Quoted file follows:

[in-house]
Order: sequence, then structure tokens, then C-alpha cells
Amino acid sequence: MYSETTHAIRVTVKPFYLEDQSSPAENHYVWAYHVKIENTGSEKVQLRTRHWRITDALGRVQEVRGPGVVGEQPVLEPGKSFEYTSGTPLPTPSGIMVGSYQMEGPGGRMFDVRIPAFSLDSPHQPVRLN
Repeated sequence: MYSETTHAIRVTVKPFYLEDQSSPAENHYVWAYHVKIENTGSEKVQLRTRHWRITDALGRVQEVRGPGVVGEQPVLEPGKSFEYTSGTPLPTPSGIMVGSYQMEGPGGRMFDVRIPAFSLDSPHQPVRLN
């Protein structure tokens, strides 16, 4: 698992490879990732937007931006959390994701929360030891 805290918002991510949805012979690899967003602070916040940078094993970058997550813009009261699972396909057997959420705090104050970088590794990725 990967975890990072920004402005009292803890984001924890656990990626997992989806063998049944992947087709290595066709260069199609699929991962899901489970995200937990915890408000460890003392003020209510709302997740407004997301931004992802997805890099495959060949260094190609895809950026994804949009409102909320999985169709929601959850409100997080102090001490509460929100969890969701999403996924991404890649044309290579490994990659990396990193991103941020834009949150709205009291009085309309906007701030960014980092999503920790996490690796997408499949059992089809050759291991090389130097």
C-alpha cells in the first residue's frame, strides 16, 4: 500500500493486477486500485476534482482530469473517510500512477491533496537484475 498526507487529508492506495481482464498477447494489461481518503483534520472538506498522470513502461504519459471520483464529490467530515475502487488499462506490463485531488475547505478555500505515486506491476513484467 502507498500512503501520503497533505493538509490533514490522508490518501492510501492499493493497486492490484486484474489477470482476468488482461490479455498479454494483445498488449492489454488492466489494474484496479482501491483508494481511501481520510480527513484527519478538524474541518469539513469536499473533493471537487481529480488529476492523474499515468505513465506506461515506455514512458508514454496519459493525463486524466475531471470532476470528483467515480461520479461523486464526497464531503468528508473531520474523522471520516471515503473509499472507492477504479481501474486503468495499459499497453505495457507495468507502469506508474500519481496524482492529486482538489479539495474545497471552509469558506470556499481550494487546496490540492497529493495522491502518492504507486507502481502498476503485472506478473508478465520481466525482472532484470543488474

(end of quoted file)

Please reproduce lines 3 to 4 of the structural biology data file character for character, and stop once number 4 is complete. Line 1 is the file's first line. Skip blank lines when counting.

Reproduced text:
Amino acid sequence: MYSETTHAIRVTVKPFYLEDQSSPAENHYVWAYHVKIENTGSEKVQLRTRHWRITDALGRVQEVRGPGVVGEQPVLEPGKSFEYTSGTPLPTPSGIMVGSYQMEGPGGRMFDVRIPAFSLDSPHQPVRLN
Repeated sequence: MYSETTHAIRVTVKPFYLEDQSSPAENHYVWAYHVKIENTGSEKVQLRTRHWRITDALGRVQEVRGPGVVGEQPVLEPGKSFEYTSGTPLPTPSGIMVGSYQMEGPGGRMFDVRIPAFSLDSPHQPVRLN